Outdoor/all-weather box speakers that are powered/active are a great option for people who are on a budget or can’t manage a set up with traditional passive speakers. You don’t have to worry about buying and setting up a receiver or speaker wire – just plug them right into a standard wall socket, pair a source such as your phone, and you’re ready to go.
The only real downside of powered outdoor speakers is that the specs tend to be inferior to similarly priced passive speakers, largely due to being much more limited in selection. But more companies are starting to make them, and we are glad that OSD Audio, one of our favorite speaker manufacturers, released a series of powered outdoor speakers with Bluetooth, the BPT525 and BTP650:
|Speaker Type||powered, wired||(<-- same)|
|Sensitivity||(not specified)||(not specified)|
|Frequency response range||38Hz-20kHz||38Hz-20kHz|
(depth x width x height)
|6.0 x 7.0 x 9.0 inches||7.0 x 8.25 x 11.5 inches|
(does include Amazon.com purchase)
|1 year||(<-- same)|
|Product Manual||click here||(<-- same)|
* Not specified by manufacturer – we assume ~30% of peak power to be a fair approximation.
** Not a pertinent spec for powered speakers.
*** Unit weight is approximated based on the shipping weight specified by manufacturer
Review and Discussion
These speakers have good specs for the price, and the best specs that we’ve seen for powered outdoor patio speakers. The larger 650s have an excellent response floor (ensuring decent enough bass without a subwoofer) and a solid (approximated) nominal power handling of ~33W. It’s slightly better than the comparable Sound Appeal BT Blasts, which cost about the same. The manufacturer doesn’t specify the sensitivity of either the 525 or 650, but even if we were to assume a more modest rating in the mid/high 80s, the specs still come out on top in the powered/active outdoor speaker category. A pair of 25-30W speakers is fine for filling a small to medium sized enclosure where they’re maybe 8-10 feet apart.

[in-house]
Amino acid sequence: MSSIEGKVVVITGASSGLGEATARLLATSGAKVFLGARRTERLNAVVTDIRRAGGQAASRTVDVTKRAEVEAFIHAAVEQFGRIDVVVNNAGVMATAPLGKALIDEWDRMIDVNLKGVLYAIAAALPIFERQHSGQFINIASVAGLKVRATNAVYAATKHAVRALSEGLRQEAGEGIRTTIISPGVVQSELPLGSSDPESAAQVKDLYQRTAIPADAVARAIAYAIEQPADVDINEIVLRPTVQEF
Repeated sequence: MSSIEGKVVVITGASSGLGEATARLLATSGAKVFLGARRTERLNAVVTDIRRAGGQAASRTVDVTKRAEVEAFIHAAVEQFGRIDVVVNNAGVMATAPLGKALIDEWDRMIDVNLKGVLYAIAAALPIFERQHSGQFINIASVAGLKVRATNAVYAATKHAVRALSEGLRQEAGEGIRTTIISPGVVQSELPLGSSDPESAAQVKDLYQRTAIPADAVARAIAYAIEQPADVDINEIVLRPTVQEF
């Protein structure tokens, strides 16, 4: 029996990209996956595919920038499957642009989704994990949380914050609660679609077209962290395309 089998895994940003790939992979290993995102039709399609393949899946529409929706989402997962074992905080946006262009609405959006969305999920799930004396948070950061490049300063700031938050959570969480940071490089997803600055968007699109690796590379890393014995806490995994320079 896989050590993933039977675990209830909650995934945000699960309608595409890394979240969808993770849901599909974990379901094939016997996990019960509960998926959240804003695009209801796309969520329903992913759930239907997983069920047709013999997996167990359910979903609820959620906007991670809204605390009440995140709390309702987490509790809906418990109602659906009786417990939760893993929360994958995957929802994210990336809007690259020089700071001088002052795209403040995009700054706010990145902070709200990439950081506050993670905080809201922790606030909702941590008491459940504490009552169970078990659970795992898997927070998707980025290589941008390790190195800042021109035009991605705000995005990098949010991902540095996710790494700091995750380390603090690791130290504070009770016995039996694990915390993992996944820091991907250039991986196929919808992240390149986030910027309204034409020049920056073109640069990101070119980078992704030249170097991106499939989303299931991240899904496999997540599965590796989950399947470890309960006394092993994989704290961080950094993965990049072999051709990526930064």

These speakers actually look really great too on par with some of the better looking passive outdoor speakers – the thin, curved bezel is a nice modern touch on a more plain looking traditional box speaker.
Regarding set up, these are about as easy as it gets with outdoor speakers. The major upside of powered speakers is that neither speaker wire or a receiver required – you just connect them to each other and then plug them right into a standard outlet with an included AC adapter (that’s weatherproof), pair any Bluetooth compatible source, and you’re ready to go. You can mount them with included swiveling C brackets, which is generally standard with outdoor speakers.
The only difference between the smaller 525s and the larger 650s, besides the latter being slightly bigger and more powerful, is that the 650s have a soft dome tweeter and polymer cone while the 525s have a hard PEI tweeter and treated paper cone. Which is better? Well, there’s honestly no straightforward answer, but, we’re inclined to favor both soft dome tweeters and polymer cones with outdoor speakers because they’re less inclined to break or succumb to elemental damage. OSD outdoor speakers have a one year warranty, which isn’t stellar, but about on par with what you’ll generally get with non higher tier speakers.
For the same amount of money, you could get a pair of passive speakers with significantly better specs. However, then you have to worry about buying a receiver and wire, which is going to cost a couple hundred dollars minimum. Not to mention some people might be worried about messing up a traditional set up, or maybe they just can’t do it for whatever reason. The convenience and savings of powered outdoor speakers are definitely an attractive advantage.
If you don’t want to break that bank, don’t want to worry about running wire, and don’t need a top notch HiFi speakers, we definitely think the 650s are a solid choice for keeping it simple and easy. They have more power and more desirable materials than the 525s and aren’t all that much more expensive, so unless you need smaller speakers for some reason we don’t see why one shouldn’t pay a little extra.
If you’re thinking about a more long term, higher quality system though, traditional passive speakers and a decent receiver are generally the way to go – you’re going to be able to get much better specs for the same amount of money as well as a selection of significantly more powerful speakers than any powered/active outdoor speaker that’s available.